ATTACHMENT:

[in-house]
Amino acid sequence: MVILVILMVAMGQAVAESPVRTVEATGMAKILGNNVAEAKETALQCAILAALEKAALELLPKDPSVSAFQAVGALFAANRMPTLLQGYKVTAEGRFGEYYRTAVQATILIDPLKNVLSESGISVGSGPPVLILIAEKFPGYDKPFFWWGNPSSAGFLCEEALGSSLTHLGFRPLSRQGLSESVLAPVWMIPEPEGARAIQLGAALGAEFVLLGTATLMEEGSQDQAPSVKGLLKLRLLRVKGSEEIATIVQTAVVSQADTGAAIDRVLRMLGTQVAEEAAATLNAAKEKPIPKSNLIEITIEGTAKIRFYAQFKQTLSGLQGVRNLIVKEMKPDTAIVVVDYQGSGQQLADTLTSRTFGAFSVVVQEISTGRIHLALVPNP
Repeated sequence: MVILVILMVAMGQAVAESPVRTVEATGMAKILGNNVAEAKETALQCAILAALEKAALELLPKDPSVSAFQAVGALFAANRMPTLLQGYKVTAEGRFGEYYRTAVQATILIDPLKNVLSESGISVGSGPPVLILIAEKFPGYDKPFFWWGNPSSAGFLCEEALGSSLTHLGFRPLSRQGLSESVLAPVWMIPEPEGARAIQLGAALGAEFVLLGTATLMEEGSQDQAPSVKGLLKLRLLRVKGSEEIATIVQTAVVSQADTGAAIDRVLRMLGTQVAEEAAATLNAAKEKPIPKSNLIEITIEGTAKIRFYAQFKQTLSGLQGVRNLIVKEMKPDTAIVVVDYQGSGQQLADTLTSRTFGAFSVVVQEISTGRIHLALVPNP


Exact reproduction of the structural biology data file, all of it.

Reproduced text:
[in-house]
Amino acid sequence: MVILVILMVAMGQAVAESPVRTVEATGMAKILGNNVAEAKETALQCAILAALEKAALELLPKDPSVSAFQAVGALFAANRMPTLLQGYKVTAEGRFGEYYRTAVQATILIDPLKNVLSESGISVGSGPPVLILIAEKFPGYDKPFFWWGNPSSAGFLCEEALGSSLTHLGFRPLSRQGLSESVLAPVWMIPEPEGARAIQLGAALGAEFVLLGTATLMEEGSQDQAPSVKGLLKLRLLRVKGSEEIATIVQTAVVSQADTGAAIDRVLRMLGTQVAEEAAATLNAAKEKPIPKSNLIEITIEGTAKIRFYAQFKQTLSGLQGVRNLIVKEMKPDTAIVVVDYQGSGQQLADTLTSRTFGAFSVVVQEISTGRIHLALVPNP
Repeated sequence: MVILVILMVAMGQAVAESPVRTVEATGMAKILGNNVAEAKETALQCAILAALEKAALELLPKDPSVSAFQAVGALFAANRMPTLLQGYKVTAEGRFGEYYRTAVQATILIDPLKNVLSESGISVGSGPPVLILIAEKFPGYDKPFFWWGNPSSAGFLCEEALGSSLTHLGFRPLSRQGLSESVLAPVWMIPEPEGARAIQLGAALGAEFVLLGTATLMEEGSQDQAPSVKGLLKLRLLRVKGSEEIATIVQTAVVSQADTGAAIDRVLRMLGTQVAEEAAATLNAAKEKPIPKSNLIEITIEGTAKIRFYAQFKQTLSGLQGVRNLIVKEMKPDTAIVVVDYQGSGQQLADTLTSRTFGAFSVVVQEISTGRIHLALVPNP